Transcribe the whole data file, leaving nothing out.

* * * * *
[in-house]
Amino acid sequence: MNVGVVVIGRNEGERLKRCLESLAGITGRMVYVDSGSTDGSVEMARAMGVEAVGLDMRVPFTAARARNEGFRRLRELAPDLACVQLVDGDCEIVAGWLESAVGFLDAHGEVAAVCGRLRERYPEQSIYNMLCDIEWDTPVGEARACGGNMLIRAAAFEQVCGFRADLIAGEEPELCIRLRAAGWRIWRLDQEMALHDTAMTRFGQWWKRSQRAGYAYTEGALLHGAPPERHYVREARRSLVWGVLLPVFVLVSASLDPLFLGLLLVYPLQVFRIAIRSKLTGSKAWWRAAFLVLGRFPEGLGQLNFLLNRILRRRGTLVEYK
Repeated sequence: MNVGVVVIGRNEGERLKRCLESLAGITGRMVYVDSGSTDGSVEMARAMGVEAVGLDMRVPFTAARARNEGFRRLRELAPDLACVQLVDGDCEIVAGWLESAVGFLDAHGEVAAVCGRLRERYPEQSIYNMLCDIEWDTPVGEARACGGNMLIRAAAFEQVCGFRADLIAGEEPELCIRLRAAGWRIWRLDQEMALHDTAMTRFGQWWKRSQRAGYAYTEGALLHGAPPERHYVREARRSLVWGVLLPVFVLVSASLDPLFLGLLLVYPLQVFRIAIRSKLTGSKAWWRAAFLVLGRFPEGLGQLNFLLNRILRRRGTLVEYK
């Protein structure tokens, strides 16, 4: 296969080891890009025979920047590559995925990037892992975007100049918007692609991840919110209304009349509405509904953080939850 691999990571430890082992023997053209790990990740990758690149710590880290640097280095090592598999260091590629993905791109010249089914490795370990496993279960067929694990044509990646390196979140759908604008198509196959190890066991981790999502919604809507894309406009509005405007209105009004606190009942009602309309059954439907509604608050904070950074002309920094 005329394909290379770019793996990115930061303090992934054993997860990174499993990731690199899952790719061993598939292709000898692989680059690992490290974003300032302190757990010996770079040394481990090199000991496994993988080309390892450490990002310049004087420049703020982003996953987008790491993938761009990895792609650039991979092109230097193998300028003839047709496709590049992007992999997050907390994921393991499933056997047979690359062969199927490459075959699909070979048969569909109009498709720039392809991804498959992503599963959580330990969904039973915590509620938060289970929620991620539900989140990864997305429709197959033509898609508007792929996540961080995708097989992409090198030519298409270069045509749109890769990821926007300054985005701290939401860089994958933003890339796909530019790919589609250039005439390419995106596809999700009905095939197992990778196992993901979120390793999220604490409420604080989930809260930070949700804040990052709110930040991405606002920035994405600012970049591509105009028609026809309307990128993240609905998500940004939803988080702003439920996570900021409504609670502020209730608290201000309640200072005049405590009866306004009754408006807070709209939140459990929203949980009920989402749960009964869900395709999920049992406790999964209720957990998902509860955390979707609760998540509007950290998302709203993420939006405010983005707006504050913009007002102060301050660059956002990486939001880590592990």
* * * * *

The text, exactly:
[in-house]
Amino acid sequence: MNVGVVVIGRNEGERLKRCLESLAGITGRMVYVDSGSTDGSVEMARAMGVEAVGLDMRVPFTAARARNEGFRRLRELAPDLACVQLVDGDCEIVAGWLESAVGFLDAHGEVAAVCGRLRERYPEQSIYNMLCDIEWDTPVGEARACGGNMLIRAAAFEQVCGFRADLIAGEEPELCIRLRAAGWRIWRLDQEMALHDTAMTRFGQWWKRSQRAGYAYTEGALLHGAPPERHYVREARRSLVWGVLLPVFVLVSASLDPLFLGLLLVYPLQVFRIAIRSKLTGSKAWWRAAFLVLGRFPEGLGQLNFLLNRILRRRGTLVEYK
Repeated sequence: MNVGVVVIGRNEGERLKRCLESLAGITGRMVYVDSGSTDGSVEMARAMGVEAVGLDMRVPFTAARARNEGFRRLRELAPDLACVQLVDGDCEIVAGWLESAVGFLDAHGEVAAVCGRLRERYPEQSIYNMLCDIEWDTPVGEARACGGNMLIRAAAFEQVCGFRADLIAGEEPELCIRLRAAGWRIWRLDQEMALHDTAMTRFGQWWKRSQRAGYAYTEGALLHGAPPERHYVREARRSLVWGVLLPVFVLVSASLDPLFLGLLLVYPLQVFRIAIRSKLTGSKAWWRAAFLVLGRFPEGLGQLNFLLNRILRRRGTLVEYK
């Protein structure tokens, strides 16, 4: 296969080891890009025979920047590559995925990037892992975007100049918007692609991840919110209304009349509405509904953080939850 691999990571430890082992023997053209790990990740990758690149710590880290640097280095090592598999260091590629993905791109010249089914490795370990496993279960067929694990044509990646390196979140759908604008198509196959190890066991981790999502919604809507894309406009509005405007209105009004606190009942009602309309059954439907509604608050904070950074002309920094 005329394909290379770019793996990115930061303090992934054993997860990174499993990731690199899952790719061993598939292709000898692989680059690992490290974003300032302190757990010996770079040394481990090199000991496994993988080309390892450490990002310049004087420049703020982003996953987008790491993938761009990895792609650039991979092109230097193998300028003839047709496709590049992007992999997050907390994921393991499933056997047979690359062969199927490459075959699909070979048969569909109009498709720039392809991804498959992503599963959580330990969904039973915590509620938060289970929620991620539900989140990864997305429709197959033509898609508007792929996540961080995708097989992409090198030519298409270069045509749109890769990821926007300054985005701290939401860089994958933003890339796909530019790919589609250039005439390419995106596809999700009905095939197992990778196992993901979120390793999220604490409420604080989930809260930070949700804040990052709110930040991405606002920035994405600012970049591509105009028609026809309307990128993240609905998500940004939803988080702003439920996570900021409504609670502020209730608290201000309640200072005049405590009866306004009754408006807070709209939140459990929203949980009920989402749960009964869900395709999920049992406790999964209720957990998902509860955390979707609760998540509007950290998302709203993420939006405010983005707006504050913009007002102060301050660059956002990486939001880590592990």